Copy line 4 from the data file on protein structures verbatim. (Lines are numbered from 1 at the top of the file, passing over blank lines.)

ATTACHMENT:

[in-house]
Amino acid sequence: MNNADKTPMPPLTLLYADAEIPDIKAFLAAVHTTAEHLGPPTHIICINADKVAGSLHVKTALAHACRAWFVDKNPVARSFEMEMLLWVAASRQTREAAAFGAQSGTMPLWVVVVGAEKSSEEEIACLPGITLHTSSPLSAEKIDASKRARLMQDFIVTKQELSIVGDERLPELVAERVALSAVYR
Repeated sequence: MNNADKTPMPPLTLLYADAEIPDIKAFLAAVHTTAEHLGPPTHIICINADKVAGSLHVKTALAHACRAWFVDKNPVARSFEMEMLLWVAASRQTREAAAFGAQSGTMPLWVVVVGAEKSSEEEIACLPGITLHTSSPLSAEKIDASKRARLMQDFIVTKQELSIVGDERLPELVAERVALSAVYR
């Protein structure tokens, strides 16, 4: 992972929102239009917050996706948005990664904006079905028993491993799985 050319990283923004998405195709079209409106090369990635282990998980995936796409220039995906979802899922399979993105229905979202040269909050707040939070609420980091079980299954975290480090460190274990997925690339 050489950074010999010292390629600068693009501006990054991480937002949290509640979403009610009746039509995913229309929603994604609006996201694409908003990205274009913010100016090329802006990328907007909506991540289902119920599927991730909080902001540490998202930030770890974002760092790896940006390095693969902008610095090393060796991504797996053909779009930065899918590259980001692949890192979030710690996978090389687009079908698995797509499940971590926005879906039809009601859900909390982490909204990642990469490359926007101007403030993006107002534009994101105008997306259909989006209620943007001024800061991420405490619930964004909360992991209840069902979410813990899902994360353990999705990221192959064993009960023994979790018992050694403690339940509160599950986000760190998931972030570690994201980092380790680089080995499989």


């Protein structure tokens, strides 16, 4: 992972929102239009917050996706948005990664904006079905028993491993799985 050319990283923004998405195709079209409106090369990635282990998980995936796409220039995906979802899922399979993105229905979202040269909050707040939070609420980091079980299954975290480090460190274990997925690339 050489950074010999010292390629600068693009501006990054991480937002949290509640979403009610009746039509995913229309929603994604609006996201694409908003990205274009913010100016090329802006990328907007909506991540289902119920599927991730909080902001540490998202930030770890974002760092790896940006390095693969902008610095090393060796991504797996053909779009930065899918590259980001692949890192979030710690996978090389687009079908698995797509499940971590926005879906039809009601859900909390982490909204990642990469490359926007101007403030993006107002534009994101105008997306259909989006209620943007001024800061991420405490619930964004909360992991209840069902979410813990899902994360353990999705990221192959064993009960023994979790018992050694403690339940509160599950986000760190998931972030570690994201980092380790680089080995499989």